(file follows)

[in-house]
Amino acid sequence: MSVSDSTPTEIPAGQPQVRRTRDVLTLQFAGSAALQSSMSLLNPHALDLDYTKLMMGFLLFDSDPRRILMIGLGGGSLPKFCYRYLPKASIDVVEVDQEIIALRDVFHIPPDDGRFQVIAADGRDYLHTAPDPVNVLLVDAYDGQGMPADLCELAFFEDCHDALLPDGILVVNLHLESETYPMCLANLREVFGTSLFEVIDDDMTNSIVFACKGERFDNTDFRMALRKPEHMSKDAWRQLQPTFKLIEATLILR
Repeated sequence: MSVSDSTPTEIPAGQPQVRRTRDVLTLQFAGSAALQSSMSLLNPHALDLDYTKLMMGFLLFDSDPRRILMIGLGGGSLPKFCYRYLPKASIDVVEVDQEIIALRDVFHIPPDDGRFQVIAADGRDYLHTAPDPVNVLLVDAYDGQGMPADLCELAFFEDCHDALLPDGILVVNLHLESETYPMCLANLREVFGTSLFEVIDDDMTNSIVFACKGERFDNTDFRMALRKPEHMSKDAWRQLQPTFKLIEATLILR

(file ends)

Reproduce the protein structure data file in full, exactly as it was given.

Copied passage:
[in-house]
Amino acid sequence: MSVSDSTPTEIPAGQPQVRRTRDVLTLQFAGSAALQSSMSLLNPHALDLDYTKLMMGFLLFDSDPRRILMIGLGGGSLPKFCYRYLPKASIDVVEVDQEIIALRDVFHIPPDDGRFQVIAADGRDYLHTAPDPVNVLLVDAYDGQGMPADLCELAFFEDCHDALLPDGILVVNLHLESETYPMCLANLREVFGTSLFEVIDDDMTNSIVFACKGERFDNTDFRMALRKPEHMSKDAWRQLQPTFKLIEATLILR
Repeated sequence: MSVSDSTPTEIPAGQPQVRRTRDVLTLQFAGSAALQSSMSLLNPHALDLDYTKLMMGFLLFDSDPRRILMIGLGGGSLPKFCYRYLPKASIDVVEVDQEIIALRDVFHIPPDDGRFQVIAADGRDYLHTAPDPVNVLLVDAYDGQGMPADLCELAFFEDCHDALLPDGILVVNLHLESETYPMCLANLREVFGTSLFEVIDDDMTNSIVFACKGERFDNTDFRMALRKPEHMSKDAWRQLQPTFKLIEATLILR